Eammon Jacobs reviews the sixth episode of Line of Duty Series 5…
After the penultimate episode piled on the evidence that the stoic Superintendent Hastings was the leader of a corrupt network of Police officers. In the series finale, the situation we’ve thoroughly enjoyed time and time again has been turned back onto AC-12 as Hastings is interrogated for the majority of the 90 minute runtime. Kate dished out a perfect line to one of the over-zealous members of AC-3, and it worked a treat; “stop making a tit of yourself, and piss off”. The performances from McClure and Compston were fairly standard for their characters, but that one moment was a definite highlight. The finale had plenty to live up to with theories aplenty flying around the internet. Could Hastings really be ‘H’? Could anybody? Before we unpack the revelations, it’s time to praise what the episode did excellently.
Adrian Dunbar’s performance is gripping as Hastings’ desperation only gets more feverish. He’s grasping to prove his innocence here – and Dunbar’s portrayal was pitch perfect. He only becomes more broken with each layer of his history surgically peeled back for all to see. The big picture is laid out entirely for the audience to see as each piece of evidence is discussed and pulled apart, it’s overwhelmingly clear that it’s a set-up by this point. Corbett’s Mum was brutally murdered, and found with the same injuries that Hastings’ wife would later be subjected to by Corbett in revenge.
The episode also pulls puzzle pieces from previous series, like Hastings shooting one of the OCG in Ac-12’s reception. Why not keep him alive? Ted constantly has to come up with answers for all of these moments – and when he doesn’t, DCS Carmichael rips him to shreds. And while some fans might’ve been expecting an explosive finale, it proved that it didn’t need to pull out stereotypical action beats to keep the story flowing. Anna Maxwell Martin’s Carmichael proved that effortlessly, her performance is a fierce force of strength throughout the episode.
Annoyingly, Line of Duty doesn’t really manage the information dump quite so eloquently as it once did. There are moments throughout the finale where it feels the need to splurge every piece of the conspiracy in one smorgasbord of exposition. It’s a far cry away from showing the audience what they need to know rather than explicitly saying so. Perhaps it’s because of the near over-complicated nature of this particular story, or perhaps it’s just a simple weakness of this series…
Luckily, it doesn’t stall for long as Gill Biggeloe instantly becomes a devious ticking time-bomb as soon as she sets foot in the interrogation room. She keeps appearing as a friendly face throughout the entire series, but it’s only become clear now that after the lawyer shows up – something bad happens to Hastings. She’s been pulling the strings on him from afar from some time. The chemistry between Biggeloe and Hastings has been undeniable, but here it turns sour within an instant. When Kate and Steve return, they bring with them a staggering piece of evidence that reveals Gill has been the one framing Ted right from the start. After several instances of her acting suspiciously over the last few episodes, it’s fair to say that she shot up everyone’s suspect list.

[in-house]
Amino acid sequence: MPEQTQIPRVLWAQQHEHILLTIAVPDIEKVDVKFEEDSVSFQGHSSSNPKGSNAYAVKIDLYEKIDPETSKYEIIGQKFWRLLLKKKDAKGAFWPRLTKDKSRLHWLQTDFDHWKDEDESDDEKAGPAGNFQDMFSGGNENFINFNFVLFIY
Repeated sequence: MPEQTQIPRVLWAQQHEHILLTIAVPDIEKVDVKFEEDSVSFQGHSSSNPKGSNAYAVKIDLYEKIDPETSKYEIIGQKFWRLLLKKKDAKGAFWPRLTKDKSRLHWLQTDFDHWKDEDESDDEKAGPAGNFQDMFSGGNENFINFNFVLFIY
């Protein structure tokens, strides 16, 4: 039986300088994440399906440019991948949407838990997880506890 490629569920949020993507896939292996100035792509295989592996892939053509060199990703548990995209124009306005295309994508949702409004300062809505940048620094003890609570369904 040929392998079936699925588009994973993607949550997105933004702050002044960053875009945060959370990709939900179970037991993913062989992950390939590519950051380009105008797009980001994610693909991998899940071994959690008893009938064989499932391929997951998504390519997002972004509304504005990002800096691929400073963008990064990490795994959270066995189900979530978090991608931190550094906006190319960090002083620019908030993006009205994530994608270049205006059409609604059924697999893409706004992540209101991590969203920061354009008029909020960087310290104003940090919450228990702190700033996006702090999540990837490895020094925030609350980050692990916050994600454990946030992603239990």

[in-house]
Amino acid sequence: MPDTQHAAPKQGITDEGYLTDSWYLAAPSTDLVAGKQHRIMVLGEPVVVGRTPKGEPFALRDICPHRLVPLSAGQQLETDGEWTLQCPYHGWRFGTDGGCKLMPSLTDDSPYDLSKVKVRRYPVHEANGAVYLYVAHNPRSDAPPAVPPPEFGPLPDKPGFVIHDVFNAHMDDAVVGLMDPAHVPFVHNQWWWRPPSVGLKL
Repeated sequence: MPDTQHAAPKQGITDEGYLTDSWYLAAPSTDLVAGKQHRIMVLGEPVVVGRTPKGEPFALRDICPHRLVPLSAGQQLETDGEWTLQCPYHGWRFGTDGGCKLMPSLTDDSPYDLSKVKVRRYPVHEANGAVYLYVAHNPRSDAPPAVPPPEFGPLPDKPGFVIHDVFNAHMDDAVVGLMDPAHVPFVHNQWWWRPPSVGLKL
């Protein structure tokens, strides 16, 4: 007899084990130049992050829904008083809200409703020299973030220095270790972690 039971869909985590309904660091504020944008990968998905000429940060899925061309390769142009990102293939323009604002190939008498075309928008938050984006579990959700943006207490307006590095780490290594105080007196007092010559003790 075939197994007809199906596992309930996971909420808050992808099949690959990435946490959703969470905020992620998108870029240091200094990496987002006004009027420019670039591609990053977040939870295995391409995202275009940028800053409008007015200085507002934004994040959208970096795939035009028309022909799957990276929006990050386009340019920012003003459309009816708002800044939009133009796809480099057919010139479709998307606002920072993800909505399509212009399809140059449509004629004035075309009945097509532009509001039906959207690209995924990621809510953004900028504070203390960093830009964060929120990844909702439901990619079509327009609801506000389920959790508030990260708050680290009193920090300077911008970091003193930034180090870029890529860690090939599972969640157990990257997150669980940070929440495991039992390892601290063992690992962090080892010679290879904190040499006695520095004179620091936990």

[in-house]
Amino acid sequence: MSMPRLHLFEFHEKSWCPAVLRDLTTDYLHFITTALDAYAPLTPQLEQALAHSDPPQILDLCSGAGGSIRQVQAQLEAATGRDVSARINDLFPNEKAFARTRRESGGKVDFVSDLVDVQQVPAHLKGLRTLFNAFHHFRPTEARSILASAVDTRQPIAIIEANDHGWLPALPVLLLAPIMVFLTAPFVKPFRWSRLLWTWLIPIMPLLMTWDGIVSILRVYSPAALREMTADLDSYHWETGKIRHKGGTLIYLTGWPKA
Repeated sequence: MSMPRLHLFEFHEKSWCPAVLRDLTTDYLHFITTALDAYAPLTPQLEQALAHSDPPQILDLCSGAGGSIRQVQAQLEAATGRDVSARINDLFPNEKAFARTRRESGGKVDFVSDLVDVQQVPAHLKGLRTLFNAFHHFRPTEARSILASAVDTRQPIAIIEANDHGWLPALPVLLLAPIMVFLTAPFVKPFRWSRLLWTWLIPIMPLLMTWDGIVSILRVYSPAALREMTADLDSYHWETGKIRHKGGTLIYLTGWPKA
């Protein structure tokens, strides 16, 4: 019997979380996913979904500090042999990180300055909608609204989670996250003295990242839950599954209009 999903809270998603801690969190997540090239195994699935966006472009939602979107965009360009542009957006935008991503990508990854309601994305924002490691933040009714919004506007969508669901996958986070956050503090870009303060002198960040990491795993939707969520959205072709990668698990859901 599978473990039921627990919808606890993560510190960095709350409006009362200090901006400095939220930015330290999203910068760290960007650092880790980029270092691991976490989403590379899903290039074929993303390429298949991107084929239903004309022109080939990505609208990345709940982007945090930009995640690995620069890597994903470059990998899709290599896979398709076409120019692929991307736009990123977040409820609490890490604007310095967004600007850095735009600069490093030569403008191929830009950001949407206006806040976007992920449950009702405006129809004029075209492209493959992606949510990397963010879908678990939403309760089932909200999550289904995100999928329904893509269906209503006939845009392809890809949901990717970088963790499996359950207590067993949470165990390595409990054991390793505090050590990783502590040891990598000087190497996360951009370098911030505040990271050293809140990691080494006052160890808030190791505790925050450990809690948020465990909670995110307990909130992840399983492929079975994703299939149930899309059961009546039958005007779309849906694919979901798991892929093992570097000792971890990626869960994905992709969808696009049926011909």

Once the recording is unveiled by DS Arnott, it’s obvious that Hastings is out of the woods for now. Gill met with John Corbett a month before the operation was created, directly pointing him at ‘H’, meaning that he was gunning for Hastings thanks to his history in Northern Ireland. The finale cleverly plays with the audience’s expectations as she attempts the ‘urgent exit required’ tactic that Dot Cottan went for back in series three. And although it was thwarted very swiftly, it still left the door wide open for another attack, which predictably came from a younger officer who had been looking shifty the entire episode.
But finally, let’s talk about the reveal. After briefly looking at the footage of Cottan’s dying declaration – Steve noticed that he tapped his fingers four times which stood for ‘H’ in morse code and put the pieces together that he meant there were four corrupt officers working for the top figure. What does that mean? Well, we’ve all been led on a wild goose chase trying to suss out who ‘H’ really was… When it was really irrelevant. Considering all the promotion has been leading up to this giant reveal, only for the series to try and pull the rug out from underneath us felt like a bit of a betrayal of the audience’s investment this far. Even though it’s a clever way of continuing the series further with more suspects and Hastings’ actions still not completely excused, it was incredibly underwhelming.
Although Jed Mercurio masterfully ties so many plot elements, clues and suspects together in one dramatic crescendo – the finale of series five was disappointing. Hopefully by the time series six comes around, the story will reach the dizzying heights it once soared at.